The last-minute pleading before the courts having been thrown out, the cross-party Royal Charter on press regulation was yesterday evening signed off by Her Maj, duly sealed, and delivered back to Parliament. The press’ attempt to secure judicial review was not just declined on a technicality, it was thrown out. So will the newspaper industry accept the new reality?
Might be moving on from blaming Brian
Not if they can help it: this morning, the Mail was merely grumbling, but no-one should imagine that the legendarily foul mouthed Paul Dacre will take this attempt to create a press regulator that he cannot readily bend to his will lying down. The Vagina Monologue will right now be boiling with rage at the effrontery of a democratically elected House of Commons doing what it is there for.
And still the bleating at “political interference” continues, as witness today’s Maily Telegraph editorial, “The fight goes on for press freedom”. Tony Gallagher insists that we should all “look over there” at a potential for interference that does not exist, so that the more easily led do not see the real reason for the protests, which is that any recognised new regulator would be truly independent.
“It is about ensuring that responsible newspapers have the freedom to publish what they wish and that the public have the freedom to read what we publish” protests the Tel, but that is not under threat. The “two-thirds of Parliament” applies to both Lords and Commons, and in any case, any future Government could interfere merely by pushing through legislation with a simple majority. This is a smokescreen.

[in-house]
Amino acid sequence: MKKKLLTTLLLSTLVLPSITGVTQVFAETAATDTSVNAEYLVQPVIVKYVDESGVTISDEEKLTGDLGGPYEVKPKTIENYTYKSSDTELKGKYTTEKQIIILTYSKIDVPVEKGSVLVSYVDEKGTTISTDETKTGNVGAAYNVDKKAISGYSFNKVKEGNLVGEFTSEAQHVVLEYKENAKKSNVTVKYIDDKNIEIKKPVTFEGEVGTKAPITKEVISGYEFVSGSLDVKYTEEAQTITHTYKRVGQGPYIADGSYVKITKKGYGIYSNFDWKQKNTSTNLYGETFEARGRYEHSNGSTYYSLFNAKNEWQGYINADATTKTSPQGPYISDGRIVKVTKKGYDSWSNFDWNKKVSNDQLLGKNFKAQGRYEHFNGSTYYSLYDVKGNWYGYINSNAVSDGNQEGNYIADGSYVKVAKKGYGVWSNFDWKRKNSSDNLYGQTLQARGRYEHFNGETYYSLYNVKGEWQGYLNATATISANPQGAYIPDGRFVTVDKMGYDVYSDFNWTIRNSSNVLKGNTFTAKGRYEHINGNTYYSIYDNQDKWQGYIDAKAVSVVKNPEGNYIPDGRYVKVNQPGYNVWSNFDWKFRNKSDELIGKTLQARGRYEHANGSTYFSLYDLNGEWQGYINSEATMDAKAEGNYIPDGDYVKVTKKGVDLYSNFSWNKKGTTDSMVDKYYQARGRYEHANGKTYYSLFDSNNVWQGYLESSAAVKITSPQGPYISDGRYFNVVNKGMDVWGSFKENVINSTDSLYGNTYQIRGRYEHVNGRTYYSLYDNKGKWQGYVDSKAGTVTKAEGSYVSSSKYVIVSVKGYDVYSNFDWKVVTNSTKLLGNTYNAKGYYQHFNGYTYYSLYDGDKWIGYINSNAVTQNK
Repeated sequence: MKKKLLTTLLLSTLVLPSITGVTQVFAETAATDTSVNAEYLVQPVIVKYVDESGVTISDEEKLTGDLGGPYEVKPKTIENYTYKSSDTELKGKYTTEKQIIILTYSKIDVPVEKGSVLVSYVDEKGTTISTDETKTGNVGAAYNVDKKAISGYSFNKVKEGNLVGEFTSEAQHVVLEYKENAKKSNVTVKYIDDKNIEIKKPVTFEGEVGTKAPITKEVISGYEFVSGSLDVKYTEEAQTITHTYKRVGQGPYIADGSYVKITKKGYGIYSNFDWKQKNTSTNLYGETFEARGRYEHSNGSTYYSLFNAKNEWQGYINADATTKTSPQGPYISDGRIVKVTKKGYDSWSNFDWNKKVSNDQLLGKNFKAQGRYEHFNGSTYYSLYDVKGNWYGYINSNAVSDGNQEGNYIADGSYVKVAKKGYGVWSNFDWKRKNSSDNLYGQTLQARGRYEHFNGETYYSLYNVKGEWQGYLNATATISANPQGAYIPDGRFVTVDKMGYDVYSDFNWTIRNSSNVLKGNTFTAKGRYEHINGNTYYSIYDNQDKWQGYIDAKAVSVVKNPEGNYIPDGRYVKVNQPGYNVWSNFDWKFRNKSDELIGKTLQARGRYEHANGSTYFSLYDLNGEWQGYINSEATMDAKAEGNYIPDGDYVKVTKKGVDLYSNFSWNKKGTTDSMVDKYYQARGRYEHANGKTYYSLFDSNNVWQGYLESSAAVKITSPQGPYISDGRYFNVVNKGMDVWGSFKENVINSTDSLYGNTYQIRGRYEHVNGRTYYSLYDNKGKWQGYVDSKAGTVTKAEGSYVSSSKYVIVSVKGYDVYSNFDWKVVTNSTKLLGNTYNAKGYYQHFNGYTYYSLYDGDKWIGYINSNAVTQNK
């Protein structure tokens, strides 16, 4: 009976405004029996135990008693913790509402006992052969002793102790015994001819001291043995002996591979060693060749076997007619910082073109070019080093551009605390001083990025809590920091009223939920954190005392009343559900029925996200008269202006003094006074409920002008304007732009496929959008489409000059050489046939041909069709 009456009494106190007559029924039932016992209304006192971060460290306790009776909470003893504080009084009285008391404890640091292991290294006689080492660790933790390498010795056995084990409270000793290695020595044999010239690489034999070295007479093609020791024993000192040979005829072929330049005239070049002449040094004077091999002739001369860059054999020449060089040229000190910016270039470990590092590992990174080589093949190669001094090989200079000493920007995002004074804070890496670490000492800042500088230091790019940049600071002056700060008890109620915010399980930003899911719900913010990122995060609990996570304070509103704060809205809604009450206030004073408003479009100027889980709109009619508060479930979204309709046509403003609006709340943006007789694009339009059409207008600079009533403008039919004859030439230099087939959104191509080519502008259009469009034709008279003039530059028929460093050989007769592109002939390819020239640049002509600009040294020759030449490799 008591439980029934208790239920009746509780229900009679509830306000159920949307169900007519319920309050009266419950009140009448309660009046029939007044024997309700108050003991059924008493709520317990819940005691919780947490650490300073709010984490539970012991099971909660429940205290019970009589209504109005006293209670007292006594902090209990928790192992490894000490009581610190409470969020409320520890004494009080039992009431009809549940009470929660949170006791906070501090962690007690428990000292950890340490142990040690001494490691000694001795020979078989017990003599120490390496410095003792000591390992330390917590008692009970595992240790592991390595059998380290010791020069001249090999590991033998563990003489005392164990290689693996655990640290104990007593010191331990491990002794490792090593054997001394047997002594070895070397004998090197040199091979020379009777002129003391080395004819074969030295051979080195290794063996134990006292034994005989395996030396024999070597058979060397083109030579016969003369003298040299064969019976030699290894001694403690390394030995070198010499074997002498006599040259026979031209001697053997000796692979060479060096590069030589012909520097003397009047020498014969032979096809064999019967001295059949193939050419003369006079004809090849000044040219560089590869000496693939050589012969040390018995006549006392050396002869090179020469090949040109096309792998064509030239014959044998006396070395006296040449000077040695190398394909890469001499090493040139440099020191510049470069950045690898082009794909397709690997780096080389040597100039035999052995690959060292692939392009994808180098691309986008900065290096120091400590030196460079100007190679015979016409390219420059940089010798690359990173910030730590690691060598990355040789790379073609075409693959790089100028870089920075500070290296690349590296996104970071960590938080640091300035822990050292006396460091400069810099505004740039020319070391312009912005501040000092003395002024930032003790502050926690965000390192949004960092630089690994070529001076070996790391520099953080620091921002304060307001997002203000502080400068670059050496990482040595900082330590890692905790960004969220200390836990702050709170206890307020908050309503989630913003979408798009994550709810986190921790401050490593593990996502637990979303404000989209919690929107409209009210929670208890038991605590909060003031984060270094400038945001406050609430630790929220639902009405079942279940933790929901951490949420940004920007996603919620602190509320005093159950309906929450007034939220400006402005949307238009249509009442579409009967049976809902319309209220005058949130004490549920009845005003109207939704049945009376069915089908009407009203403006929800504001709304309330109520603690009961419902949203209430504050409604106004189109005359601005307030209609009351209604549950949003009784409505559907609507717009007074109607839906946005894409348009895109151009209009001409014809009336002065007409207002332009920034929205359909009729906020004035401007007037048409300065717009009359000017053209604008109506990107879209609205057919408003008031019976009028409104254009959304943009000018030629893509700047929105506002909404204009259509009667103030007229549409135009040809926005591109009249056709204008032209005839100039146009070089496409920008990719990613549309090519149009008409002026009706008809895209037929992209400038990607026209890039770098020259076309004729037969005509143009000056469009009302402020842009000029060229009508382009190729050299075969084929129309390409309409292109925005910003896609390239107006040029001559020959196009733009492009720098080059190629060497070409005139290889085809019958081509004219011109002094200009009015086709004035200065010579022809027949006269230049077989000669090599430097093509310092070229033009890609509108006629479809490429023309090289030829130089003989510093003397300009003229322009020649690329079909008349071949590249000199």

And who is this perpetrator of thuggery?
And so is the continuing talk of “chilling effects”, typified by yet another tedious rant in freesheet City AM, this time from Mick Hume of Spiked, which, if its content is of the same level, certainly should be. Meanwhile, the loathsome Toby Young is pretending it doesn’t matter: “Privy Council's approval of the press Royal Charter is a meaningless political gesture”. That’s not what his editor thinks.
That's who. And he even names the target
Tony Gallagher has today let slip what the next press campaign will be: they’re going to go after the Culture Secretary. “324: the number of days since the Parliamentary sleaze watchdog started its glacially slow investigation of charter architect Maria Miller” he Tweeted this morning. So Tobes is talking out of the back of his neck – there is nothing meaningless about the Charter being sealed.
If the event really had been meaningless, Gallagher would not be signalling a fresh campaign of vindictiveness, to go with all the others, mainly, it must be said, by his pals at the Mail, against any and every public figure that has dared to speak out in favour of properly independent press regulation. And it shows just how low the Fourth Estate is prepared to sink to keep marking its own homework.
That is why those wanting change will not go away, whatever the level of abuse.